Growing cells on synthetic PIC gel could save millions of mice
Growing cells on synthetic PIC gel could save millions of mice

Paul Kouwer receives grant for development animal-free mini organs

Together with his project group, Paul Kouwer has received a Create2Solve grant from ZonMw for his project ‘Transition to Animal-Free Organoids’(TRAFO). With this 100,00 euro grant, researchers from Radboud University will collaborate with HUB Organoids to develop an animal-free method to grow mini organs (organoids).

It is already possible to take important steps in the development of medicines without using lab animals. For example, scientists can grow animal-free mini organs in the lab. However, the material needed to grow these mini organs is derived from mouse tumours. Millions of mice are bred and killed every year for this purpose. Moreover, the material is highly variable, which hampers direct comparison of results from the culture experiments.

To address these disadvantages, scientists from Radboud University will now work together with HUB Organoids to optimize the application of a synthetic alternative: the PIC gel.


Previous research already showed that the synthetic PIC gel, that was discovered and developed at Radboud University, is suitable for culturing human cells. Kouwer: “In our lab, we have demonstrated that the PIC gel is also suitable for organoid cultures, but this grant allows us to optimise growth and development of the mini-organs. Beyond showing that the PIC gel works just as well as, I want to highlight that it is animal-free and more practical to use. It is a great opportunity to do this in close collaboration with HUB, which is the international Key Opinion Leader in organoid research and applications.”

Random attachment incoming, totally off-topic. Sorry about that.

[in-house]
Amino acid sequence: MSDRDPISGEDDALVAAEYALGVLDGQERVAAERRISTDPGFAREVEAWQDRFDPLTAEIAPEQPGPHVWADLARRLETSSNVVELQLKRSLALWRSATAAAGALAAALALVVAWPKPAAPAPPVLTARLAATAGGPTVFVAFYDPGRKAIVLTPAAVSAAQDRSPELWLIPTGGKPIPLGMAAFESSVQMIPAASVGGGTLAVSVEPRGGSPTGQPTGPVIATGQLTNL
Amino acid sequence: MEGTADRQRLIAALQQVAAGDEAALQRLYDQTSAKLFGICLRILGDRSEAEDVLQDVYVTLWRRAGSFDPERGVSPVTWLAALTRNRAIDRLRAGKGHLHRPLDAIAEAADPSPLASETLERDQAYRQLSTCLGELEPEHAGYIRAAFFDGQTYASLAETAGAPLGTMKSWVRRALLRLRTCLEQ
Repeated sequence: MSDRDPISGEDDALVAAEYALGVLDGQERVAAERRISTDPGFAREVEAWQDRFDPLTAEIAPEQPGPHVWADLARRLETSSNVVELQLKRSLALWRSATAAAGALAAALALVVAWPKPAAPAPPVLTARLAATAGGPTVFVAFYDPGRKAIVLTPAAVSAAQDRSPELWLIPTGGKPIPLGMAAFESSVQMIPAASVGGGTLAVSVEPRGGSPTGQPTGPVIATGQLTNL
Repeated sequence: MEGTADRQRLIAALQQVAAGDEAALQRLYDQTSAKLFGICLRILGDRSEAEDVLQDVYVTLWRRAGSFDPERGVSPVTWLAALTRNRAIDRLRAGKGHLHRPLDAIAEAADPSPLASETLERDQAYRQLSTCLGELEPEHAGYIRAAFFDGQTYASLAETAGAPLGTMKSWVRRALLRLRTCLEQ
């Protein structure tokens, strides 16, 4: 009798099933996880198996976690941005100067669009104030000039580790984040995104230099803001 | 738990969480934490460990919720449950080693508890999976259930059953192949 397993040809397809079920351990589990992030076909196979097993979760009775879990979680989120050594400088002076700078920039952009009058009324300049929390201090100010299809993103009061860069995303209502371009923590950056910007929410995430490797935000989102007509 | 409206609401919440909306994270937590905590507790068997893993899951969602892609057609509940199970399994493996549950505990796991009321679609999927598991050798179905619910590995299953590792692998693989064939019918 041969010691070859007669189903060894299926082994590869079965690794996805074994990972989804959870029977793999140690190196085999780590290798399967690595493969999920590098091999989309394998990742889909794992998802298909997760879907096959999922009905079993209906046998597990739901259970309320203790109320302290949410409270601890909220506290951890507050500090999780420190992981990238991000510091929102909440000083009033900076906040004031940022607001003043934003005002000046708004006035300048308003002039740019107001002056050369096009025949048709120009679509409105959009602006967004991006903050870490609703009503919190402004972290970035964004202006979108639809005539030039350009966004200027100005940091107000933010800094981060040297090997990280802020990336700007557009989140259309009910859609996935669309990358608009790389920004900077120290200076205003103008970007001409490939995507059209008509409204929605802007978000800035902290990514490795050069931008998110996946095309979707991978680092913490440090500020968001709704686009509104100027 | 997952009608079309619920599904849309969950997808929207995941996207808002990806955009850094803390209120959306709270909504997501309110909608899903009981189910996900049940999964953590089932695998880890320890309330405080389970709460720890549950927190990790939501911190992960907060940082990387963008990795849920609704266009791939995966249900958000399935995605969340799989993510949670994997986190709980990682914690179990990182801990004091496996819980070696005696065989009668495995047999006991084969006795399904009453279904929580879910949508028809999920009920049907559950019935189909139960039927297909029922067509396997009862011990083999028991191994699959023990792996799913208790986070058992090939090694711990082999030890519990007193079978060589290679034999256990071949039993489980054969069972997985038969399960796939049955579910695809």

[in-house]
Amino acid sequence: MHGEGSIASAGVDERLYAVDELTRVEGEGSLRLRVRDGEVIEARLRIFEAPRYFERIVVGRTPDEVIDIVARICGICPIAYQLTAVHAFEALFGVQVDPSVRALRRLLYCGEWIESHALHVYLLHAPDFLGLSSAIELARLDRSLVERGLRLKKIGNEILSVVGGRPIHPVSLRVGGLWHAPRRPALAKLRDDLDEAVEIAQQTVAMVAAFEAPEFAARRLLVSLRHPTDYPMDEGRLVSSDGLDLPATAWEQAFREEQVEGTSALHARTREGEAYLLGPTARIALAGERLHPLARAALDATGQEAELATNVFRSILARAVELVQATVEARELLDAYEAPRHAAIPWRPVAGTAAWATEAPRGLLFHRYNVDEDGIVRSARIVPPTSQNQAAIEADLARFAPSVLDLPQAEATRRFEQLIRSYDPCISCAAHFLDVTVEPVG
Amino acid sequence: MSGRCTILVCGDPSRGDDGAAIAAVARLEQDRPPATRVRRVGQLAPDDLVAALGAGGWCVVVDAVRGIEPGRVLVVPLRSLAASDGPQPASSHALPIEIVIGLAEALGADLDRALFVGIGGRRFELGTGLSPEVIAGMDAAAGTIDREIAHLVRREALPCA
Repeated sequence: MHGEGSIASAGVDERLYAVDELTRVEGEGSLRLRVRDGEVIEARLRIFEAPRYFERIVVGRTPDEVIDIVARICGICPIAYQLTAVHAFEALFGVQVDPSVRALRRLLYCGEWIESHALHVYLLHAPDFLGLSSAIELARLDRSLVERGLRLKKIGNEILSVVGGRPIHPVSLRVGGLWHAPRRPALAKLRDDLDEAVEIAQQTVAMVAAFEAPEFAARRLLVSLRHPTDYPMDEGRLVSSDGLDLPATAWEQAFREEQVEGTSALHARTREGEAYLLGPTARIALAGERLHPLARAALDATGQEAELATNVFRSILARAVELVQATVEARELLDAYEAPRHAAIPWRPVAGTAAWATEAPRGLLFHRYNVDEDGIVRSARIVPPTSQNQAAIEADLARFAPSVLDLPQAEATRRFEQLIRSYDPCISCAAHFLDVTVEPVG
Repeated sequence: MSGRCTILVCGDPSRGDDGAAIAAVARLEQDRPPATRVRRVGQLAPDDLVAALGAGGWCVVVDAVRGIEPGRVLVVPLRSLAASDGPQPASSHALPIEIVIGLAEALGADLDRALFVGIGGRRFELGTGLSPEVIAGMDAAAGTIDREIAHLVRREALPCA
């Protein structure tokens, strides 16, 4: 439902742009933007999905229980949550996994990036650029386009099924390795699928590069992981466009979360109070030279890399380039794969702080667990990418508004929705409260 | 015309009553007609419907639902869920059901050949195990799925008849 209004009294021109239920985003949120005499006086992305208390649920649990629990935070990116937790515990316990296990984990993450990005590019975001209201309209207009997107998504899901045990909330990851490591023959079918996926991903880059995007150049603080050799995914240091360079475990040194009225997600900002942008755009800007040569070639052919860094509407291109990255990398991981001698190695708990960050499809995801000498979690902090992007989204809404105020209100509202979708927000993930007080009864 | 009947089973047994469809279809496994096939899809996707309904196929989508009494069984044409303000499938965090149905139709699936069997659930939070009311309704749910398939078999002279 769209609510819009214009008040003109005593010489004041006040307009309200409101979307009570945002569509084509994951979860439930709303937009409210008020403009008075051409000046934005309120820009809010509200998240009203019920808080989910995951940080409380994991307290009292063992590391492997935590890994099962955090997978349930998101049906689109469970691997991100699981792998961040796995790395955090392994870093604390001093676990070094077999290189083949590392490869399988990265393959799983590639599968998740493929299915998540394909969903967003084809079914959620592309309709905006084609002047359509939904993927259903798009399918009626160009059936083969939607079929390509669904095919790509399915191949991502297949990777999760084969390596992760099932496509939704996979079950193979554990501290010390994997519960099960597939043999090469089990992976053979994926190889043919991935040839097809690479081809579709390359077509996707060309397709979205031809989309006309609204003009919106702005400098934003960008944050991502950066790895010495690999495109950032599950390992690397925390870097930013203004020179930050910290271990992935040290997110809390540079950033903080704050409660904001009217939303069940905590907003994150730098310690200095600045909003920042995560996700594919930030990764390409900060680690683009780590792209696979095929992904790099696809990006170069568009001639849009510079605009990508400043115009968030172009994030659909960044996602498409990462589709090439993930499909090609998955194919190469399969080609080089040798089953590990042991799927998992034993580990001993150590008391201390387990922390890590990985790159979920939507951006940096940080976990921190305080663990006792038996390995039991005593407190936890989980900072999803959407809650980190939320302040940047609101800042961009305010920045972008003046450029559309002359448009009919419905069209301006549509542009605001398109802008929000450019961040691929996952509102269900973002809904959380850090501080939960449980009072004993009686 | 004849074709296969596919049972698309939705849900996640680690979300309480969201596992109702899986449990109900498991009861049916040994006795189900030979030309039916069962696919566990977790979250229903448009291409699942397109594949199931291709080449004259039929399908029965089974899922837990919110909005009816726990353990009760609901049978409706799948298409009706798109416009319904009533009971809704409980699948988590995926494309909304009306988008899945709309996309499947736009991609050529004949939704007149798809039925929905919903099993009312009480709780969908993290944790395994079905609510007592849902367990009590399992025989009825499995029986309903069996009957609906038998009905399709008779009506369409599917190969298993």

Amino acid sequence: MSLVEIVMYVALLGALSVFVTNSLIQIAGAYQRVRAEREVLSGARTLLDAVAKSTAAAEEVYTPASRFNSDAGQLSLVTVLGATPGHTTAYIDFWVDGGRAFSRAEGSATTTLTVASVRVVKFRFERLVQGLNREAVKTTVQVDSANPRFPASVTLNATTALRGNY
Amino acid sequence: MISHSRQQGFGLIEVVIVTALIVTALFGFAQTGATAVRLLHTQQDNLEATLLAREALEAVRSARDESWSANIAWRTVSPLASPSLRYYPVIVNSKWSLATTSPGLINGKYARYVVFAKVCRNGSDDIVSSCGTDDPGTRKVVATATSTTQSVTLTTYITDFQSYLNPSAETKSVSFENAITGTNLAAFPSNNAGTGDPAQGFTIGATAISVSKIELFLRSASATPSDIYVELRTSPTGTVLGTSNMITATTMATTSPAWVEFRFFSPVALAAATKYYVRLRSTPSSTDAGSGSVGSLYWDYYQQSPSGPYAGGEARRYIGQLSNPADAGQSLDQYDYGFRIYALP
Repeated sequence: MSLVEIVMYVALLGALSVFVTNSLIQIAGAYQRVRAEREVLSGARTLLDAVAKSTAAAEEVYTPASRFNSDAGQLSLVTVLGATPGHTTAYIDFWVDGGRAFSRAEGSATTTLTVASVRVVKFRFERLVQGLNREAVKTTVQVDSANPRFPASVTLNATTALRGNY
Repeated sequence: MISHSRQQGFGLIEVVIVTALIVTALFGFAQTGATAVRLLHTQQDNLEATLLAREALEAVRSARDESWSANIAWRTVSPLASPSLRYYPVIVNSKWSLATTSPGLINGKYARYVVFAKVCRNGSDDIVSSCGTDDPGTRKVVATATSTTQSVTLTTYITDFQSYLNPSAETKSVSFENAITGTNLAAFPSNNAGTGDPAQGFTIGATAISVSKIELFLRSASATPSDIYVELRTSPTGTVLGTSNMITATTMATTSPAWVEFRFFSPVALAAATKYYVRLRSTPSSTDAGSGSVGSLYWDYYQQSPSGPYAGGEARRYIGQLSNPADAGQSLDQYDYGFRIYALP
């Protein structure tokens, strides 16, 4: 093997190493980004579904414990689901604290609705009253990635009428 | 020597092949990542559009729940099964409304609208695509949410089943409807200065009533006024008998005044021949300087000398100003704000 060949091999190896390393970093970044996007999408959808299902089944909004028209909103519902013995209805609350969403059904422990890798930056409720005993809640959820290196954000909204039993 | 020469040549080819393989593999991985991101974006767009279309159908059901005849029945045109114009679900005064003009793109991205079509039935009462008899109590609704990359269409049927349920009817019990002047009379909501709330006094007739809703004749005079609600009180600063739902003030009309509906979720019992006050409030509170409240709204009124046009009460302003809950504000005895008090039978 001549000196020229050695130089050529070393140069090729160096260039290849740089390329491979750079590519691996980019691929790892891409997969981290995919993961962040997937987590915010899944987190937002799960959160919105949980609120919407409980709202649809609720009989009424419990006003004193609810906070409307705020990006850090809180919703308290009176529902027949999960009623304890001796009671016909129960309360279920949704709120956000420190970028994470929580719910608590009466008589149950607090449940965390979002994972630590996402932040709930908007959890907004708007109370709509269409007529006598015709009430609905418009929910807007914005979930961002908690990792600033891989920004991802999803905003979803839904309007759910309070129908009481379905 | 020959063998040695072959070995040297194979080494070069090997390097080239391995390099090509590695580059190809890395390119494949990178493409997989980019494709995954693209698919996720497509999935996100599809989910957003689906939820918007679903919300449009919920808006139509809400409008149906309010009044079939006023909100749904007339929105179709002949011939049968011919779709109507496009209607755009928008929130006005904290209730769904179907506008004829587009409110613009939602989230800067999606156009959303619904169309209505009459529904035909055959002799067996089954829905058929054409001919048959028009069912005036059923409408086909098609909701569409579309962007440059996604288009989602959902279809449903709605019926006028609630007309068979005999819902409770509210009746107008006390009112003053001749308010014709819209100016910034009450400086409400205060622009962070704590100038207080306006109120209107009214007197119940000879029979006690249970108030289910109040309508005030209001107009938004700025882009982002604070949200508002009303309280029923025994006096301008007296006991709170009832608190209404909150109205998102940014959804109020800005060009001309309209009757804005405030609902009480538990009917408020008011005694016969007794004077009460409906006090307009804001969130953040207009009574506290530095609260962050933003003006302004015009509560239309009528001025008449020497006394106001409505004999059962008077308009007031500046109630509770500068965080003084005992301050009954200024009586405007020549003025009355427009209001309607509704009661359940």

During phase 1 of the TRAFO project, scientists will optimise the PIC gel to make and use mini intestines. The Create2Solve programme, however consists of two phases; the second phase will be awarded to the most successful projects. 

Kouwer: “In the second phase, I want to roll out everything we have learned from the intestinal organoid experiments much more broadly, for example by growing other organoids and by making the entire culture 100% animal-free. At the same time, I want to demonstrate that our organoids are closer to human organs than the currently available models. On top of that, I am really looking forward the opportunity in the 2nd phase to bring the gel to the market, via a spin-off from Radboud University. This commercialization ensures that the gel becomes much better available to the business community and the research community. And that we are no longer dependent on millions of mice for our organoid experiments.”


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Molecules and materials